From the letter (bold italics are in original, regular italics are added):
Goal 12 and Transportation Planning Rules
Goal 12 and the Transportation Planning Rules (OAR chapter 660, division 12) apply to the Salem TSP and UGB amendments, so the comments below apply to both of these actions.
The findings for transportation need address some of the elements of Oregon Administrative Rules (OAR) 660-012-0030, but the findings are missing some key references.
OAR 660-012-0030(1) requires that the “TSP shall identify transportation needs ... including: (a) State, regional, and local transportation needs.” OAR 660-012-0015(3) requires that local TSPs must be “consistent with regional TSPs and adopted elements of the state TSP.” The findings (Section 184.108.40.206, page 80) note that the Oregon Highway Plan (OHP) does not identify a need for an improved Willamette River crossing in Salem. The findings include projections of future traffic volumes that would exceed the mobility targets adopted in the Policy 1F of the OHP. In response, the findings say that the “The State proposes to adopt Alternative Mobility Targets.” This implies that consistency with the state plan will be achieved by amending the standards within the OHP, rather than by adding a project to the state plans.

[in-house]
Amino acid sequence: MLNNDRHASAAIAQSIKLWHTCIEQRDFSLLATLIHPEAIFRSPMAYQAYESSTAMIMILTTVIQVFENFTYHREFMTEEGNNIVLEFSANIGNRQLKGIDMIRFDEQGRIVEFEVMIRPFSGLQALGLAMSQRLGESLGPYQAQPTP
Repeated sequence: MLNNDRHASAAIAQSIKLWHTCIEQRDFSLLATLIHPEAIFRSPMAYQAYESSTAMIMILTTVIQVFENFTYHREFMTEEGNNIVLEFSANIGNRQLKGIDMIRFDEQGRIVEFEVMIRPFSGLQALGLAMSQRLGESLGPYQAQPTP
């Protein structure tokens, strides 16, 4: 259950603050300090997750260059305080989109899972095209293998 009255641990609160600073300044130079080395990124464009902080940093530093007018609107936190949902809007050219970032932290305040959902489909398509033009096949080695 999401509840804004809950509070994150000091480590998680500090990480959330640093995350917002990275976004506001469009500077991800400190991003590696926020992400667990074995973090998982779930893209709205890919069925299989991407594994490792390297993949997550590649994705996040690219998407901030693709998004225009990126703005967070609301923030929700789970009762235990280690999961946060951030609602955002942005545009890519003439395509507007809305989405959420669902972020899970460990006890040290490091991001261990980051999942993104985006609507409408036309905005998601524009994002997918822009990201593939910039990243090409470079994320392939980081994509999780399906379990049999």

The findings in this section do not include OHP Policy 1G, which calls for improving the efficiency of, or adding capacity to, the existing highway system before adding new facilities. The findings include a cross-reference stating that “consistency with statewide transportation plans is provided in Section 4.2.4.” State transportation plans are actually addressed in Section 4.2.5 (page 168). OHP Policy 1G is included in Section 220.127.116.11 (page 172); however, this section does not contain any findings, and points back to “Section 3.X .” With this circular cross-reference, the findings do not address Policy 1G....